Writing an x86-64 JIT compiler from scratch in stock Python

Original author: Christian Stigen Larsen
  • Transfer
In this article, I will show how to write a rudimentary, native x86-64 just-in-time compiler (JIT) in CPython using only built-in modules.

The code is intended for UNIX systems such as macOS and Linux, but it should be easy to translate to other systems, such as Windows. All code is published on github.com/cslarsen/minijit .

The goal is to generate new versions of the assembler code below in runtime and execute them.

48 b8 ed ef be ad de  movabs $0xdeadbeefed, %rax
00 00 00
48 0f af c7           imul   %rdi,%rax
c3                    retq

Basically, we will deal with the left side of the code - a byte sequence 48 b8 ed ...and so on. These 15 bytes in machine code make up the x86-64 function, which multiplies its argument by a constant 0xdeadbeefed. At the JIT stage, functions with different such constants will be created. This contrived form of specialization should demonstrate the basic mechanics of JIT compilation.

The main strategy is to use the built-in Python module to ctypesload the standard C library. From there we will get access to system functions for interaction with the virtual memory manager. Usemmapto get a block of memory aligned to the page border. Alignment is necessary for code execution. For this reason, we do not take the usual function malloc, since it can return memory that goes beyond the borders of the page.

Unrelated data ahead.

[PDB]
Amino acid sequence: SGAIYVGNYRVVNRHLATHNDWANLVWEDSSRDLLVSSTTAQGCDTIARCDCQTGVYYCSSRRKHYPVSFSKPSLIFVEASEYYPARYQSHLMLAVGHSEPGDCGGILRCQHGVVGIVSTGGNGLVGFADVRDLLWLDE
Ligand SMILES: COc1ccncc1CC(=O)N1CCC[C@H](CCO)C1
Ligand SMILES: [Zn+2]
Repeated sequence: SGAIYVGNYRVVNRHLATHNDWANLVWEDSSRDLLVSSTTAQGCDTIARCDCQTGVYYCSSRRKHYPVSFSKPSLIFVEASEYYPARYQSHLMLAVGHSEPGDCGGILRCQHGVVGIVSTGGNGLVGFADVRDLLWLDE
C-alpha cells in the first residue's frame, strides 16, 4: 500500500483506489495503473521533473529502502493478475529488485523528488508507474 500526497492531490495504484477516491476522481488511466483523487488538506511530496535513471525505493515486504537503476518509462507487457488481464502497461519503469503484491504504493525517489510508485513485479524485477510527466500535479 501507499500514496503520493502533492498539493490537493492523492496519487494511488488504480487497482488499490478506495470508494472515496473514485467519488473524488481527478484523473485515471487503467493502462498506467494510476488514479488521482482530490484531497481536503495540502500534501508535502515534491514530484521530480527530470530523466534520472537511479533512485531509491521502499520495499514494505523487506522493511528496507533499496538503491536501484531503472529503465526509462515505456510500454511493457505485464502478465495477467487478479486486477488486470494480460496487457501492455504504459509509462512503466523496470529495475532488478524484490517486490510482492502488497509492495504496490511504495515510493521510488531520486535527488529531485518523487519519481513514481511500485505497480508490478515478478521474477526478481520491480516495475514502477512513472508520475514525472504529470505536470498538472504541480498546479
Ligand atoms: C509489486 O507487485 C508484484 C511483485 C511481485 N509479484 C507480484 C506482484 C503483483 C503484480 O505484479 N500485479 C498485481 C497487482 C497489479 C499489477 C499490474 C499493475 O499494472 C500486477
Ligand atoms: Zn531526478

We use the function mprotectto mark the memory block as read-only and executable. After that, it should be possible to call our newly compiled code block using ctypes.

Template part

Before doing anything, you need to load the standard C library.

import ctypes
import sys
if sys.platform.startswith("darwin"):
    libc = ctypes.cdll.LoadLibrary("libc.dylib")
    # ...
elif sys.platform.startswith("linux"):
    libc = ctypes.cdll.LoadLibrary("libc.so.6")
    # ...
    raise RuntimeError("Unsupported platform")

There are other ways to do this, for example

>>> import ctypes
>>> import ctypes.util
>>> libc = ctypes.CDLL(ctypes.util.find_library("c"))
>>> libc

To determine the page size, call sysconf(_SC_PAGESIZE). The constant _SC_PAGESIZEis 29 on macOS, but 30 on Linux. We just hardcode them in our program. You can find the page size by examining the system header files or by writing a simple C program for output. A more reliable and elegant solution is to use модуль cffictypes instead, because it can automatically parse header files. However, since we set a goal to use the standard CPython distribution, we will continue to work with ctypes.